The requirements for a compliant data transfer to countries without an adequate data protection have changed: while individual data protection agreements for a specific transfer only need to be notified to the FDPIC before starting the transfer, more general safeguards for data transfers such as standard data protection clauses or codes of conduct need prior approval by the FDPIC. Such approval may either be granted within three months or the authority has to open an administrative investigation. Binding group internal data protection rules need prior approval by the FDPIC or alternatively by a competent authority of a country with an adequate data protection level.
Clarified: Codes of Conduct (Article 10 Revised DPA) / Certification (Article 12 Revised DPA)
The Revised DPA stipulates that professional and business associations can submit Codes of Conduct with regard to data protection in their field of interest to the FDPIC, which will take official position on the Codes and publish such position. Furthermore, the Revised DPA sets out that producers of data processing systems and programs as well as processors and controllers can subject their systems, products and services to the assessment of independent and acknowledged certification bodies. The FDPIC shall adopt implementing provisions for the recognition of such certification procedures within two years after the new DPA will have come into force.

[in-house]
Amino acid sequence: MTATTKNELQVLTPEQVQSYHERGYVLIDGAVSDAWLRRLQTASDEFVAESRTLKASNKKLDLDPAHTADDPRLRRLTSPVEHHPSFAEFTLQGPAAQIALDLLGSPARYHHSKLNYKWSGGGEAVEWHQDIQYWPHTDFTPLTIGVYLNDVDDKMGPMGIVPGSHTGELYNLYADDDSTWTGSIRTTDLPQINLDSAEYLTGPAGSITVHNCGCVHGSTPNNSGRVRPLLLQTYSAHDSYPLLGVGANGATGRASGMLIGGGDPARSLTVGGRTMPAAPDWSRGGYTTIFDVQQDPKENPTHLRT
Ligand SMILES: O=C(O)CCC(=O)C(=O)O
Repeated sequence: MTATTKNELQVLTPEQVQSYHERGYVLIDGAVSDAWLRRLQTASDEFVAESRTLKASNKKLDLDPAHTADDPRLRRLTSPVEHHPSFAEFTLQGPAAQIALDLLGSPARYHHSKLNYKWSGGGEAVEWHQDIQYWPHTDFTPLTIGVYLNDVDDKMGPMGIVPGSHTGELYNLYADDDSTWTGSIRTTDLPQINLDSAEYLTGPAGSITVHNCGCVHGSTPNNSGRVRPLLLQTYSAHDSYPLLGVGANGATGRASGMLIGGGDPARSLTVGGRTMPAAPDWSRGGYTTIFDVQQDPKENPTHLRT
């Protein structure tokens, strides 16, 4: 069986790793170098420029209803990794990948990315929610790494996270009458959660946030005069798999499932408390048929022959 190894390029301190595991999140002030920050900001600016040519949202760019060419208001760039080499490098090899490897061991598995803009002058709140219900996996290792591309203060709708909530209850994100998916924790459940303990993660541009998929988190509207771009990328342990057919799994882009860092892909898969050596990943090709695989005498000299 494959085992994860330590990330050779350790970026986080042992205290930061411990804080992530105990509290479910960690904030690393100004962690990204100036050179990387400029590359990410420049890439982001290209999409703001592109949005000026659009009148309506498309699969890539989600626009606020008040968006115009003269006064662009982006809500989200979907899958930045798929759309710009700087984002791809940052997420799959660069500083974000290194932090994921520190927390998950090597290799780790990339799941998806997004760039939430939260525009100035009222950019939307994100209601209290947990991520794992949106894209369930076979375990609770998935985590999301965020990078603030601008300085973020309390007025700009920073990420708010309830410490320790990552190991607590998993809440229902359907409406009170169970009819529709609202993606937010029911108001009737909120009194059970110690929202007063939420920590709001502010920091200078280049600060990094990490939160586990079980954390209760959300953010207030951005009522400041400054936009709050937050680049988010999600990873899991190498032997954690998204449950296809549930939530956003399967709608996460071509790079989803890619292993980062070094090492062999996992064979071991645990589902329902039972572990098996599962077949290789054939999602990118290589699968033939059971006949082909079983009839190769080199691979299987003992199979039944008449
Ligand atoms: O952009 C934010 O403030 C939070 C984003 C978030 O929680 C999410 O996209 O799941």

The Revised DPA will now be debated in the Swiss Parliament and the Swiss Federal Council predicts that the Revised DPA will come into force in August 2018. However, given the fact that inter alia the subject matter of the fines is still severely being criticized, it is questionable whether the Revised DPA will pass smoothly through the debates in the Swiss Parliament. The date of entering into force in August 2018, therefore, seems very optimistic.
Since the GDPR will apply already as from 25 May 2018 it is highly advisable for companies doing business in Switzerland to already be compliant with the GDPR as from the said date. All work done to be compliant with the GDPR is also relevant for the Revised DPA – especially now since it is even more aligned with the GDPR than the Predraft was.
The NKF Data Protection Team has the knowledge, experience and resources to assist in all data protection matters (see offerings here). The NKF Data Protection Team also holds tailor-made presentations in-house, has trained administrative personnel to support in the data mapping/fact finding stage, performs data protection due diligences and assists in the drafting of new provisions and policies as required under the Revised DPA and GDPR. Please also sign up here to our Data Protection Client events